Coronavirus recession: out of a clear blue sky
Recessions are almost impossible to predict, despite what some economic forecasters might tell you. The current recession has unpredictability in spades – it has come out of a clear blue sky.
In January this year, the IMF was confidently predicting that world GDP would increase by 3.3 percent this year. Their updated April forecast released earlier this week points to a decline in GDP of roughly the same magnitude – 3 percent. This is a drop of about 6 percent in global GDP in 2020 relative to the January forecast.
The latest results from the Cambridge Econometrics E3ME model suggests a similar hit of around 5-6 percent to global GDP relative to the previous baseline forecast.
Here in the UK, the Office for Budget Responsibility (OBR) has produced an even more sobering assessment. The OBR’s “reference scenario” implies that UK GDP could drop by 12.8 percent in 2020, compared to the March Budget forecast of growth of just over 1 percent. As the chart below shows, if this projection is correct, it would be the largest fall in UK GDP for over 300 years!
In my career as a professional economist, I cannot remember such a sharp reversal of the economic prospects for the world and the UK happening in such a short space of time.
That is partly because we are experiencing a new and unprecedented driver of recession – a global health emergency, which is causing governments around the world to shut down their economies. Previous global recessions have been driven by the private sector response to economic shocks. This is the first recession driven directly by government policies, aimed at deliberately restricting business activity.
The recovery could be slow and painful for some
The general expectation of many forecasters is that we will experience a strong growth bounceback next year. World output is projected to rise by 5.8 percent in 2021, according to the IMF. The OBR is also projecting a strong recovery for the UK economy next year – though with the obvious health warnings about current uncertainties.
However, this is an optimistic view – that after the impact of the COVID-19 coronavirus pandemic we can return to somewhere close to the long-term trend for global growth. There are a number of reasons why things might turn out less well.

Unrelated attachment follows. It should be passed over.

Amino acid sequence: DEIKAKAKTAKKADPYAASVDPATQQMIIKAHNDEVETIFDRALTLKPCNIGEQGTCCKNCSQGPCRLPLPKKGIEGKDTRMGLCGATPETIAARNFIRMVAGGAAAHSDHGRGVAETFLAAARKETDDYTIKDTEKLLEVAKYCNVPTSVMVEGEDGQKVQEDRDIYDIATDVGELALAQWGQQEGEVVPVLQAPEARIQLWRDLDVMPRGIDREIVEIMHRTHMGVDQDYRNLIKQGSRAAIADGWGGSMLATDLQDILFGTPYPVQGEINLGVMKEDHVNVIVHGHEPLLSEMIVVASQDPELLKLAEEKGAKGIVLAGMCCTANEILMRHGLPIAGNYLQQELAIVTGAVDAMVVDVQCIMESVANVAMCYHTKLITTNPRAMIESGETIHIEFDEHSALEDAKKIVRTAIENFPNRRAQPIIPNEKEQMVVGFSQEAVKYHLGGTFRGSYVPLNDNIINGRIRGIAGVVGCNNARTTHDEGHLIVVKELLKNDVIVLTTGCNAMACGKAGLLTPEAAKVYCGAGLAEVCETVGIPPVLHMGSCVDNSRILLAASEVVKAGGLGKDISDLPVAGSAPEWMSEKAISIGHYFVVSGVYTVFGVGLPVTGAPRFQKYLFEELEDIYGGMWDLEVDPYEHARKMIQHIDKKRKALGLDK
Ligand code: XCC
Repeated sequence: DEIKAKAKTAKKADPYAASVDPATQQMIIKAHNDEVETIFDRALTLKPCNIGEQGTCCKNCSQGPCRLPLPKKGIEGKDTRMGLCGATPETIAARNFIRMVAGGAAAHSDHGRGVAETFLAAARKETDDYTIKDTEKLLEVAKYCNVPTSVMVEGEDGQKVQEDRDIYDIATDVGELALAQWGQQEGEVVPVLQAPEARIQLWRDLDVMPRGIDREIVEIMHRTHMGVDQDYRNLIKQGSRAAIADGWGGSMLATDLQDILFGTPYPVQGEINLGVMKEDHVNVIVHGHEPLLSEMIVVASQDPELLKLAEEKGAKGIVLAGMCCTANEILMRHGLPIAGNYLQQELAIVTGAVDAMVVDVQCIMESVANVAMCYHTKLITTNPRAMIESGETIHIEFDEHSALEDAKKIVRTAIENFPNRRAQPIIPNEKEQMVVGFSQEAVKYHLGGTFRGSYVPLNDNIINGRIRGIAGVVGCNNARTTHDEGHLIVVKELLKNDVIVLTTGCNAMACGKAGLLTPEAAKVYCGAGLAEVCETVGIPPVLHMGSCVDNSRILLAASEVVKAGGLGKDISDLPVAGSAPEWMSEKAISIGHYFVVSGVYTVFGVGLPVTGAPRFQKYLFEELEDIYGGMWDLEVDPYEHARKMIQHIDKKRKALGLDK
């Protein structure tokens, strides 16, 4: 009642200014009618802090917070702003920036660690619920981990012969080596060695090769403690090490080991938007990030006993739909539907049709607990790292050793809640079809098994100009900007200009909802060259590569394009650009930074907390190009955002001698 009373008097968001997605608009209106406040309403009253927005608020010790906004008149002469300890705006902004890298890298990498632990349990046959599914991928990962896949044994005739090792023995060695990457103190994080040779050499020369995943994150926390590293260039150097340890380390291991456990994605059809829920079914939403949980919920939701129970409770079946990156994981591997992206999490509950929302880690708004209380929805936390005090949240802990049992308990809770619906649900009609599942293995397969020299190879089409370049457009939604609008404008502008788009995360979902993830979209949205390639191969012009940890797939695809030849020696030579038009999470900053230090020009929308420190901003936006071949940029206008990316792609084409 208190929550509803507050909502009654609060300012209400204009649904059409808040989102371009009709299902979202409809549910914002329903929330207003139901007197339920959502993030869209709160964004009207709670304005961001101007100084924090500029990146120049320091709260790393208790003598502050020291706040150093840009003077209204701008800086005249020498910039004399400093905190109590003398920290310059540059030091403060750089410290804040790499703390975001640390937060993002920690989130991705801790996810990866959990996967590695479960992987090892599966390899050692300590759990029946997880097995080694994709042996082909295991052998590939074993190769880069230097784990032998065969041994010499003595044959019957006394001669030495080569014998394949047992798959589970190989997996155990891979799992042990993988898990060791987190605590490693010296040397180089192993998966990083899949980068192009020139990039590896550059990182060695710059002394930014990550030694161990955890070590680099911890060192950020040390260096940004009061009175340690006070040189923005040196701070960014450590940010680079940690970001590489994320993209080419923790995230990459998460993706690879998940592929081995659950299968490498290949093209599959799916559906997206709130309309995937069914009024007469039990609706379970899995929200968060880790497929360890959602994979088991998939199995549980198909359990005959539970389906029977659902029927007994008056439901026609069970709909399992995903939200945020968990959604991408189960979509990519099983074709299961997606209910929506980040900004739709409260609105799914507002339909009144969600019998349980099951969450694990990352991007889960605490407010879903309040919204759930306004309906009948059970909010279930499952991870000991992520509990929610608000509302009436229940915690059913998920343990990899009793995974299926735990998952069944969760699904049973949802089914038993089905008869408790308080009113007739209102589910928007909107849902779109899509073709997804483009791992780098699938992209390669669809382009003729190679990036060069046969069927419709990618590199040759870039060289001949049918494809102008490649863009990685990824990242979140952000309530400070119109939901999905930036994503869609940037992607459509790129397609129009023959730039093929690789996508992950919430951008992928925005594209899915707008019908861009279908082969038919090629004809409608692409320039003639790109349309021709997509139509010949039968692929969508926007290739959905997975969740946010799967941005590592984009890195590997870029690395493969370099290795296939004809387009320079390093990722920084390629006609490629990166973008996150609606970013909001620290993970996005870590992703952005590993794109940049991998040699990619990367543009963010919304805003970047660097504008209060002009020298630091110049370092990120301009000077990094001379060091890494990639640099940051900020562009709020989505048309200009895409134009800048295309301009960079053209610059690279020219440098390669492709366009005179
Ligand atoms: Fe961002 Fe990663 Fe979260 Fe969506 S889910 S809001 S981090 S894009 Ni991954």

First, we cannot predict exactly how long the pandemic economic impact will last. The general expectation is that the shutdown will persist for about three months, followed by a gradual easing of lockdown restrictions. But we cannot be sure about this, as this is an unprecedented global pandemic. A six to nine month lockdown period would have more severe consequences, as would a recurrence of the virus if restrictions are eased prematurely.
Second, we are not sure how easy it will be for businesses to start up again after a severe lockdown. Many of the worst affected businesses are small firms, which may not survive the lockdown period. Governments are trying to protect businesses, but they cannot do so perfectly. In economic language, there is likely to be a hit to the supply-side of the economy which could persist for a number of years. In addition, households and firms are likely to exit the lockdown carrying a higher burden of debt – which is likely to constrain consumer spending and investment in the years ahead.
Third, public finances will be under severe stain due to the need to support workers and businesses in the lockdown periods. Governments with strong economies and a good record of servicing public debt – like the UK, US and Germany – can weather this storm. However, even in the UK, the OBR analysis suggests that public borrowing in 2020/21 could be as high as £273bn (compared to a Budget forecast of £55bn) and the public debt to GDP ratio could rise to nearly 95 percent.
Many other governments, however – with less strong credit records – will find borrowing and servicing public debt more difficult. Another debt crisis could be looming for these more vulnerable countries, and it may constrain their ability to use fiscal policy levers to boost recovery prospects.
A sharp dip in global output, followed by a rapid bounceback, is therefore the most optimistic case for the global economy. The alternative scenario is a slow grind back from the trough in economic activity which is expected in the second quarter of this year.
What this suggests is that government fiscal support for economies worldwide will be needed to get businesses and households back on their feet – not just for a few months, but for several years. The countries best able to provide this support will bounce back more quickly from the COVID-19 coronavirus crisis. But those with more fragile public finances will struggle to recover – repeating the difficulties a number of countries experienced following the Global Financial Crisis.